How can one man be so many things and impact so many lives? Science and art do not mix, ideally. Journalism and fiction too are like water and oil but in the world of Hilary Ng’weno, this was possible, just like many other experiments and miracles he performed.
From shaping opinions of millions of his readers to exposing politicians for what they really are, Ng’weno was one of the few people who read and perhaps subconsciously edited what people thought about him three years before he died. When he hit 80, his friends and relatives decided to celebrate him in a special way by penning tributes so that the journalist could understand how people viewed him and his work.
Although this was one story Ng’weno could not edit or fictionalise or make a documentary about, the recollections of his children, family and peers composited to fit into Hilary Ng’weno at 80: A Tribute, released in 2018, reveal a giant whose accomplishments in media could be compared to several lifetimes of ordinary men.
In the tributes, his daughters, Bettina and Amolo Ng’weno, described him as a man who allowed himself to fall sick only once a year on Christmas Day, explaining that he had a “scientist’s approach” to life perfectly suited to a journalist (or for that matter an anthropologist).
Today, his family, friends, readers and scholars mourn him, the former altar boy who studied nuclear physics at Harvard, dropped out of class to pursue atomic physics in Moscow University during the Cold War only to dedicate his life to journalism.
We learn how he refused to meet the queen mother and detested being put on the same list with a first lady, arguing that the latter had never done anything for the world. Even after bagging the coveted position of editor in chief of Daily Nation at the age of 25, he never allowed himself to bend with the wind, opting to quit his job less than a year later rather than compromise his principles.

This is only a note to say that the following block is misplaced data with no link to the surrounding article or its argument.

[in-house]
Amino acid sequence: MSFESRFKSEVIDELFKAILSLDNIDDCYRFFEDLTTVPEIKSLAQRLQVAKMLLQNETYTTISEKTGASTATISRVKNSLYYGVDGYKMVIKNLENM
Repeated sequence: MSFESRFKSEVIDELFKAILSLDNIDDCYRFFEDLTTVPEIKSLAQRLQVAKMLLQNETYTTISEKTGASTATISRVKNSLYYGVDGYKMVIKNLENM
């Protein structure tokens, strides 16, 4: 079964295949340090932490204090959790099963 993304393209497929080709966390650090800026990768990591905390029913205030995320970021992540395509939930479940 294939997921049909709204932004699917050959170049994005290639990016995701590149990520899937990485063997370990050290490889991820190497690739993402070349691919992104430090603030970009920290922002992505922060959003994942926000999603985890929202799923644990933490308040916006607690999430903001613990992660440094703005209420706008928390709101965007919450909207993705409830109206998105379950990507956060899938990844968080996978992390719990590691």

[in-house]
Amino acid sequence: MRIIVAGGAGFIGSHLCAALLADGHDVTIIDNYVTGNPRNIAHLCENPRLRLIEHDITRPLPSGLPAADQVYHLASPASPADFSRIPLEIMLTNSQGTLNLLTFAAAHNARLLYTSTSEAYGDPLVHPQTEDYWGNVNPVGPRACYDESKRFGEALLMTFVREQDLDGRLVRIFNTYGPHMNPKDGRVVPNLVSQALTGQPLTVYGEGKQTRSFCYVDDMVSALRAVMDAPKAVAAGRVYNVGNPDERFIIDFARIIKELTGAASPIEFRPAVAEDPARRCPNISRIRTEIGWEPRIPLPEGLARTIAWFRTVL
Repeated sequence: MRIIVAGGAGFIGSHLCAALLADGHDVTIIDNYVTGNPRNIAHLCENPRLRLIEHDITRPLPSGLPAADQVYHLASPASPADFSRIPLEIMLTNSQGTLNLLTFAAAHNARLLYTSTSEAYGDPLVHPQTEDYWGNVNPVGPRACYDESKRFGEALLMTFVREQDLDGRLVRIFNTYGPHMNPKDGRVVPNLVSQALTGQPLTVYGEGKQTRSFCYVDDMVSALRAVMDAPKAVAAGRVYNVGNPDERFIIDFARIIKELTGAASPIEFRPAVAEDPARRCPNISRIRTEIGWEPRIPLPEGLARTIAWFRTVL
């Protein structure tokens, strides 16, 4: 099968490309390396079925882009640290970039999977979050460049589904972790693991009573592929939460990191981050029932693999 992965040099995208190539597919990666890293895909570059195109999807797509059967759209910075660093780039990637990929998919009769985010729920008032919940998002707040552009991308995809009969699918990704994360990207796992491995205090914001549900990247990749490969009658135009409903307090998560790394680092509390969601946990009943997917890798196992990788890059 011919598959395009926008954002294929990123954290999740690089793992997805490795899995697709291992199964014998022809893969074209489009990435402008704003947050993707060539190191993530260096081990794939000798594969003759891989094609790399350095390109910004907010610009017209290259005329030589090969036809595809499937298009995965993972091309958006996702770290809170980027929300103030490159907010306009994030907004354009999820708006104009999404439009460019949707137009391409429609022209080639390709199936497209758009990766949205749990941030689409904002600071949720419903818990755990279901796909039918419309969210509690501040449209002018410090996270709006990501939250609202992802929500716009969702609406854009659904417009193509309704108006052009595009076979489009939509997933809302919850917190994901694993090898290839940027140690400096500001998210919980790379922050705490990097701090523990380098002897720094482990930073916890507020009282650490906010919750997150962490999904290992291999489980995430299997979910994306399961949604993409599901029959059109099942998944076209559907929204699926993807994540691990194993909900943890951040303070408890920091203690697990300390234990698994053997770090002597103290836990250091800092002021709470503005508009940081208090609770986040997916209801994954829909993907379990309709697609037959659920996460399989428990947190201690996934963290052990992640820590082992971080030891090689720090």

This is a man who missed his final leaving examination while at Mang’u High School because, as former Ambassador Denis Afande recalled, he had opted to ride in a lorry instead of a bus during a school trip.
The lorry was involved in an accident where a student died and Ng’weno sustained injuries. Consequently, he had to repeat a whole year but when he ultimately sat his examination he performed so well that he won a scholarship to Harvard.
Ng’weno started what would later be a media empire, whose flagship was the authoritative Weekly Review as well as the satirical magazine, Joe with Terry Hirst, Rainbow and a TV station, Stellavision, which not only spoke truth to power but also nurtured Kenya’s brightest journalists and ended up archiving Kenya’s history in his documentary series, Makers of a Nation.
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